A Private High Speed Rail Attempt Takes Hold in Florida

A private rail line hopes to improve commute times between West Palm Beach and Miami.

One of the big rebuttals on the issue of private rail is that if it was feasible a private company would setup to do it. Instead, the best we have nationally is Amtrak and I use the term "best" loosely. Well, now something new is happening in Florida. A private rail company has set up shop with government permission to float bonds. It does not, to me, sound completely private, but as private as a private rail line can be. The intention is to run it between West Palm Beach and Miami, which can take up to five hours by car due to traffic congestion. It'll vastly cut the time from five hours to an hour.

The ambitious $3 billion Brightline express project will run along the state's densest population corridor with more than 6 million residents and a regular influx of tourists. The project, funded by All Aboard Florida, represents the first test into the long-awaited U.S. move into high-speed rail, says John Renne, director of the Center for Urban and Environmental Solutions at Florida Atlantic University.

I'm skeptical, but I kinda hope this will work. I'd love to see private rail be competitive. Here in Georgia, short of tunneling, we've nearly exhausted the ability to pave more roads without taking people's houses. But the traffic keeps growing. State attempts at light rail and street cars are non-starters and wastes of money. Atlanta could use a real subway system instead of MARTA, but there is a lot of public opposition. Private rail might be a way to move forward so it'll be interesting to see if Brightline can succeed.

Comments
No. 1-6
Gatormom
Gatormom

I live in Florida along the proposed route from WPB to Orlando where it is heavily opposed. The railroad's plan calls for something like 32 trains per day passing through a number of small towns that are bisected by the railroad tracks, and none of the small towns will be considered for a stop on the route. Emergency services will be delayed by the train and the railroad company has placed the onus of providing security at railroad crossings on the towns themselves at a cost of millions of dollars. The private bonds that were issued to finance the construction failed to sell, so now the company is relying on a form of public/private bond (emphasis on the public) to pay for the construction. The trip from Miami to Orlando would take 3 hours by high-speed train; it currently takes 3.5 hours, plus you also have a car to get around once you arrive at your destination. The whole thing is a ridiculous farce that is designed to line someone's pockets to the detriment of the quality of life in the towns along the way. It should NOT go through, but unfortunately, it probably will.

Sauger
Sauger

I also read a couple of years ago about a proposed private rail line (when Rick Perry was still governor) between Houston and Dallas. Haven't heard much lately. Time will tell.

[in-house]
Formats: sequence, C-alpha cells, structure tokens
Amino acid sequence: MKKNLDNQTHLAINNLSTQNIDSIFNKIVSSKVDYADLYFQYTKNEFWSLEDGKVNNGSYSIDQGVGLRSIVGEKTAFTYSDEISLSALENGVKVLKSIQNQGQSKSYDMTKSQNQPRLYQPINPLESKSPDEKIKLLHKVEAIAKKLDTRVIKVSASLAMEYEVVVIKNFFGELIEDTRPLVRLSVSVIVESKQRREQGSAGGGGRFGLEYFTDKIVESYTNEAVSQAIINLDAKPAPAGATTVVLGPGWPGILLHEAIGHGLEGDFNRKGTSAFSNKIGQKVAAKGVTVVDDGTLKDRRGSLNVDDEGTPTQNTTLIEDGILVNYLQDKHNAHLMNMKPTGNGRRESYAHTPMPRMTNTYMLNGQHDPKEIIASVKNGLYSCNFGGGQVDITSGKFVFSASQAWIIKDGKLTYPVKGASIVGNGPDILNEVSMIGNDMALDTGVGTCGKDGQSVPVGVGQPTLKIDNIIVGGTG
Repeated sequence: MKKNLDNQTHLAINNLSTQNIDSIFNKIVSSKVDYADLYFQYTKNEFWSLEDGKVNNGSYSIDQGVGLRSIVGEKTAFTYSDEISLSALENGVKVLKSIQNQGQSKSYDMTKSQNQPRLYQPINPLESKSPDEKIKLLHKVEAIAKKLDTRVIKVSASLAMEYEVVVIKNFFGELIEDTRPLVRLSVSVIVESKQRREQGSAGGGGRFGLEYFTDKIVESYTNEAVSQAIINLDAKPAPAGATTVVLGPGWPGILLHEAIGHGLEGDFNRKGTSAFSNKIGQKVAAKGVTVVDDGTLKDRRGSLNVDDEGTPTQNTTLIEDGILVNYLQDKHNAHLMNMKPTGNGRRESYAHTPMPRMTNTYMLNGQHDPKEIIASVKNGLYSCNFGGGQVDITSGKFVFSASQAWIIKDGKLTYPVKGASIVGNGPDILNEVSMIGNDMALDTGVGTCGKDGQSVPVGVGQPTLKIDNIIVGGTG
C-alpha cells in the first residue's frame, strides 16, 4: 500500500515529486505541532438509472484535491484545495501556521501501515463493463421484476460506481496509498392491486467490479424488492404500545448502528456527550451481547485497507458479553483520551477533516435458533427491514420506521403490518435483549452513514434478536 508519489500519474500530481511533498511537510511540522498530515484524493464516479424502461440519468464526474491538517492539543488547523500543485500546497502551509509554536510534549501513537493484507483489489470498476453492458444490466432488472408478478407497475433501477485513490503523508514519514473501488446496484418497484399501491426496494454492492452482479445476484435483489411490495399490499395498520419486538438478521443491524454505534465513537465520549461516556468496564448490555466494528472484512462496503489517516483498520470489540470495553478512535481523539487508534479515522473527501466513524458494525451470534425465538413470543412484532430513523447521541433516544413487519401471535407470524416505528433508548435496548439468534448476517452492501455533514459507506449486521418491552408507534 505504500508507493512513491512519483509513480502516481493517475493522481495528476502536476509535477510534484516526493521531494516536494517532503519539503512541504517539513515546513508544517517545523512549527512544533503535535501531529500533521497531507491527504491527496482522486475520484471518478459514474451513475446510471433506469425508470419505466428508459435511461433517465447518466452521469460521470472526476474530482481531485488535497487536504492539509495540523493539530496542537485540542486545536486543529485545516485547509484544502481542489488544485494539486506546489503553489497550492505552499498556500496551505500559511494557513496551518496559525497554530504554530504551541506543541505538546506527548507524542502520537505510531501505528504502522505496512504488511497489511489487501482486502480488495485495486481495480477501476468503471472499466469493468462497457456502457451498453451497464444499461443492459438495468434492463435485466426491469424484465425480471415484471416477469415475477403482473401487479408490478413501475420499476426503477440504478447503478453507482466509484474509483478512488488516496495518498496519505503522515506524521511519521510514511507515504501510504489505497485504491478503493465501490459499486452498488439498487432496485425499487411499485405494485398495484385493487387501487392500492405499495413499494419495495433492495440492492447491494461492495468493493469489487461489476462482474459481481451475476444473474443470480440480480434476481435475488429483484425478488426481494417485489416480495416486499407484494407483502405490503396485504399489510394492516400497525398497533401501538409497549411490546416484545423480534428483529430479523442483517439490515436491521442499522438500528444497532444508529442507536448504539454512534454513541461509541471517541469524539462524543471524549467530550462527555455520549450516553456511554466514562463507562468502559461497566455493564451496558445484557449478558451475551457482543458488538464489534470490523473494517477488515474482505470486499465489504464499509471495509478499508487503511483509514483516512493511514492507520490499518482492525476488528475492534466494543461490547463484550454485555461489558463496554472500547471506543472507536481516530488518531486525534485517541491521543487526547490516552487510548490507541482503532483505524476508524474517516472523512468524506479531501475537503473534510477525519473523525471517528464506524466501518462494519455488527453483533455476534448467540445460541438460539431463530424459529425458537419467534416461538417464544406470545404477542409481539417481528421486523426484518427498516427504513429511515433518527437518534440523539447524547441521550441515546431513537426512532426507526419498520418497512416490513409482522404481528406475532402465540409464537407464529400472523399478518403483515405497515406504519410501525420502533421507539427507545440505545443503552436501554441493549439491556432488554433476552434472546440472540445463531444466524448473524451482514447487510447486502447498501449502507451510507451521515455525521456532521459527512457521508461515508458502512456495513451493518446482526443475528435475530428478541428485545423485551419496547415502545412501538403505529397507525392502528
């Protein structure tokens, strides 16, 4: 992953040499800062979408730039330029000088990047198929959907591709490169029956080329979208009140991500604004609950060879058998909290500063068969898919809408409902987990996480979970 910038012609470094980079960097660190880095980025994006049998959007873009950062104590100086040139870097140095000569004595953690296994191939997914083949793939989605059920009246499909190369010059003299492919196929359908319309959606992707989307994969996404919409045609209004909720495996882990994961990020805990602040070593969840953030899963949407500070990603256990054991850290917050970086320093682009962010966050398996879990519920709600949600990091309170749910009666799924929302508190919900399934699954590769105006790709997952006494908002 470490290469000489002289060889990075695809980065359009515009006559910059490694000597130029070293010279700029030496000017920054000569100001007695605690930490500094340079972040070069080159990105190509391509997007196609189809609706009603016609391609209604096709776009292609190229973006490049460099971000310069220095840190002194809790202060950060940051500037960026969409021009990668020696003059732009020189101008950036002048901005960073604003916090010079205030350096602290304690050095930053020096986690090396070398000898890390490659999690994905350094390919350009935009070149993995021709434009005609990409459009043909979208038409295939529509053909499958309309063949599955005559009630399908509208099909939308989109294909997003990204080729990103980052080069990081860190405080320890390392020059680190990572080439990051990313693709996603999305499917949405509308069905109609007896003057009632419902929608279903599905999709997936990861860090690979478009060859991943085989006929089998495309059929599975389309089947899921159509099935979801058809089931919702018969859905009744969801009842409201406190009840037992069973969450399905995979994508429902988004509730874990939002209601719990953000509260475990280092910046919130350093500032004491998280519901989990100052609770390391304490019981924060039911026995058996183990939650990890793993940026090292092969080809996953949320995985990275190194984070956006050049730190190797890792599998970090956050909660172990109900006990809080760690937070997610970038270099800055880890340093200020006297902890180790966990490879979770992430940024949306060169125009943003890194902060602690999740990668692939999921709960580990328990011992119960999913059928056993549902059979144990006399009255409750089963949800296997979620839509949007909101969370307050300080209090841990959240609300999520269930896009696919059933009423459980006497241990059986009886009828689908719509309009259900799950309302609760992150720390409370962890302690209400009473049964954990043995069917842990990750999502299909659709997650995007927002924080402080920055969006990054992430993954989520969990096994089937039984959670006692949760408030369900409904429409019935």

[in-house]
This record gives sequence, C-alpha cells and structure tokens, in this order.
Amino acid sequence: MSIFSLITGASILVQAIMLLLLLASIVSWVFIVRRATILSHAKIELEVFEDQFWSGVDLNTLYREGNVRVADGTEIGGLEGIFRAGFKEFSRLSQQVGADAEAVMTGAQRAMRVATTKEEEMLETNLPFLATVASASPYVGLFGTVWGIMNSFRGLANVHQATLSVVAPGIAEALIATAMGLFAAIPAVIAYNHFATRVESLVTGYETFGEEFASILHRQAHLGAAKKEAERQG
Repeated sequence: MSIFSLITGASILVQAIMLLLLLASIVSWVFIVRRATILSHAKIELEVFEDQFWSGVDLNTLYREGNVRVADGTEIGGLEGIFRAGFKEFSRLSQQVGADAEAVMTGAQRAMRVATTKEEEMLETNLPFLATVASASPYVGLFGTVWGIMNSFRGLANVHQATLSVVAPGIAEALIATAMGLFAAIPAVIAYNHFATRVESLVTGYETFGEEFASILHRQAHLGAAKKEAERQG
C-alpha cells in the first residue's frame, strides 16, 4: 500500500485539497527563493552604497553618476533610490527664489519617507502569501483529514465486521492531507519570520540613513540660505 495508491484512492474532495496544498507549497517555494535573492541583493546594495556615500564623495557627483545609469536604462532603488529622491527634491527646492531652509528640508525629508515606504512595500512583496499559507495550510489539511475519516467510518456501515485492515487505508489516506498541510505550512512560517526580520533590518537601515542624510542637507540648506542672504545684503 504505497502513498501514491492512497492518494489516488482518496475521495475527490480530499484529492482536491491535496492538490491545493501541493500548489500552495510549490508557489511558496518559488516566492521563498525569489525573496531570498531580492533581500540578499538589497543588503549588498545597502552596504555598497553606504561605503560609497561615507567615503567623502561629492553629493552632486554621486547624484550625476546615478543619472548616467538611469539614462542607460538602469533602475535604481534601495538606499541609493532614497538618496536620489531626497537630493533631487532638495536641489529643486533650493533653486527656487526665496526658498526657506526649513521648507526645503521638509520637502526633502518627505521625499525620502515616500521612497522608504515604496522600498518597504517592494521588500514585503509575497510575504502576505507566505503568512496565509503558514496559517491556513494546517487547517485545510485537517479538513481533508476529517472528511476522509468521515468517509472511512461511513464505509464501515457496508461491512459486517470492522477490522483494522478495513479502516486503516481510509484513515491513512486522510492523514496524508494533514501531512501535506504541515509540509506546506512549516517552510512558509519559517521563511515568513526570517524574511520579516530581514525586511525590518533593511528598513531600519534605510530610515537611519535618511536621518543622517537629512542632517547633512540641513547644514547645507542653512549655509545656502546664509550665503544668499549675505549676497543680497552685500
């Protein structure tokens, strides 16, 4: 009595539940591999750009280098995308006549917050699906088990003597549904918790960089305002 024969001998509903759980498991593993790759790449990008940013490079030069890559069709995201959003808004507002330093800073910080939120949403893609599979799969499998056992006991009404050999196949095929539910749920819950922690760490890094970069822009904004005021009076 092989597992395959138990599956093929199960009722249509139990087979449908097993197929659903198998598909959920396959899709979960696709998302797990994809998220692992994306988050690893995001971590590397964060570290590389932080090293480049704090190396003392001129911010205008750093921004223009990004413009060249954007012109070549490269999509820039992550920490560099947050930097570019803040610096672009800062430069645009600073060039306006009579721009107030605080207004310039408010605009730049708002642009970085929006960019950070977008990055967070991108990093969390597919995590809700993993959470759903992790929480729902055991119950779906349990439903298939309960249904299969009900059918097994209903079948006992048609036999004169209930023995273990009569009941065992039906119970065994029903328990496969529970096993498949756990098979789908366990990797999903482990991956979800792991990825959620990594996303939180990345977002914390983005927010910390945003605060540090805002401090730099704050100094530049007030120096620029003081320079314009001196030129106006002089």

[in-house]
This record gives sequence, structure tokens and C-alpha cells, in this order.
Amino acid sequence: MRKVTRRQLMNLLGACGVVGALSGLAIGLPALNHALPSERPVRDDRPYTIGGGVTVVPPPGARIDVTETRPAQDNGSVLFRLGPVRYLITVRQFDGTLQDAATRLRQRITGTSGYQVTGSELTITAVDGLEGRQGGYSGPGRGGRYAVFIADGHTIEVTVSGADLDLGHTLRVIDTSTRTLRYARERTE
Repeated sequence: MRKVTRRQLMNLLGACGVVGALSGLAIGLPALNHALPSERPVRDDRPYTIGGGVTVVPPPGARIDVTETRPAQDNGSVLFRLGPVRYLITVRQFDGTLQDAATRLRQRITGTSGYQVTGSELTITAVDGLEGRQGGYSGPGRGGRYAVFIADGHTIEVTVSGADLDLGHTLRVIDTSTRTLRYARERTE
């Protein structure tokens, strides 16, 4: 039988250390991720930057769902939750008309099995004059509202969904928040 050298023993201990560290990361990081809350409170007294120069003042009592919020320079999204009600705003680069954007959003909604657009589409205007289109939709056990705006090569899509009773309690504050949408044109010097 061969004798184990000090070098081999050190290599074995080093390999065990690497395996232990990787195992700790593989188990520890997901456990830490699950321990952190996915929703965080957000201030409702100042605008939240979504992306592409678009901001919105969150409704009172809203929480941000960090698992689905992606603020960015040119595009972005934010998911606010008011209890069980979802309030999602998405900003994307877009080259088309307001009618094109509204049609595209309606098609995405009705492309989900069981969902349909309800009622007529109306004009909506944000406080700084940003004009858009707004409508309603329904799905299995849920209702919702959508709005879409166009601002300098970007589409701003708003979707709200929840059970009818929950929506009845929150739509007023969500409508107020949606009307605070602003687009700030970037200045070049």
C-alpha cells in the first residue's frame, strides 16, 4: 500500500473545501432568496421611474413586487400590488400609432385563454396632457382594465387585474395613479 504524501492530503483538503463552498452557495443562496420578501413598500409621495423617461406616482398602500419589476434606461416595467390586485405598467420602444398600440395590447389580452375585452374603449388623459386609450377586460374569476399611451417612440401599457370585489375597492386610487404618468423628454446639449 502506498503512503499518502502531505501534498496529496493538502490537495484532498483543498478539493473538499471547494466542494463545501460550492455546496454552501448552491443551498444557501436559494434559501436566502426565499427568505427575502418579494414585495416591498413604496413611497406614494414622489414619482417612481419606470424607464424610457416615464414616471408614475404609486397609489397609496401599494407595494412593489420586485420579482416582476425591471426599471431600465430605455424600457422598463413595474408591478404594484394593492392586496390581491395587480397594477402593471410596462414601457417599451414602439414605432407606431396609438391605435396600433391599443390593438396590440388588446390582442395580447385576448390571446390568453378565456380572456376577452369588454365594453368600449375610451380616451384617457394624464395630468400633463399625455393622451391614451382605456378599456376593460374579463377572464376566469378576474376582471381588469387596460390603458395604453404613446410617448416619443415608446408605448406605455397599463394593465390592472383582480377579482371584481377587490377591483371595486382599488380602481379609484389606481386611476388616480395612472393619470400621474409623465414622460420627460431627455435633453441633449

chrisattaway
chrisattaway

I really hope this works as well. I don't know the economics of rail, but I am convinced that the Free Market system works (Mark is correct). If it is viable, it can be figured out. If not, maybe it shouldn't be. NYC did it. That was all private.

The only caveat is there is a cost to building more and more roads. Atlanta (my home town) has done that amazingly well when one considers the HUGE amount of growth there. Heck, they moved I85 during the 80s when Atlanta had the fastest growing county in America. As for Orlando? They are really clueless here. I4 through Orlando should have been widened at least 20 years ago. We need rail between the Airport and Disney, Downtown, and the Convention Center.

MarkBerwind
MarkBerwind

There is one that is in the early stages of getting pushed in Nashville. I think, even with Nashville's terrible traffic, almost all day long, it still won't get off the ground, because no one has yet to make a buck off of passenger rail without subsidy from the taxpayer. Someone in Nashville once had a scheme to take all the freight routes from center town and go out, like a spider. I'm guessing the only part left is the Nashville Star commuter, which may be working, and a proposed track to parallel CSXs mainline to Murfreesboro. If I see Nashville go past the Star, in my lifetime, I will be pleasantly surprised, because of my visit to Germany and love for passenger rail trains. The problem is that all of Europe has had passenger service for many decades and figured out how to keep it, although through high taxation. If that group in Miami can pull it off, that will be great, but let's just hope it is kept as private as possible. I saw the preliminary groundwork being put in place, from Nashville to Murfreesboro, years ago, so I know something's still going on with it. If I wasn't retired, I would have liked to run a passenger train, every day. That would have been a welcome break to the freight service, I used to run. Keep the government as much out of it as possible and make it work. The government is usually the problem.

Erick Erickson
Erick Erickson

Editor

@FloridaMan I hate driving that stretch of road.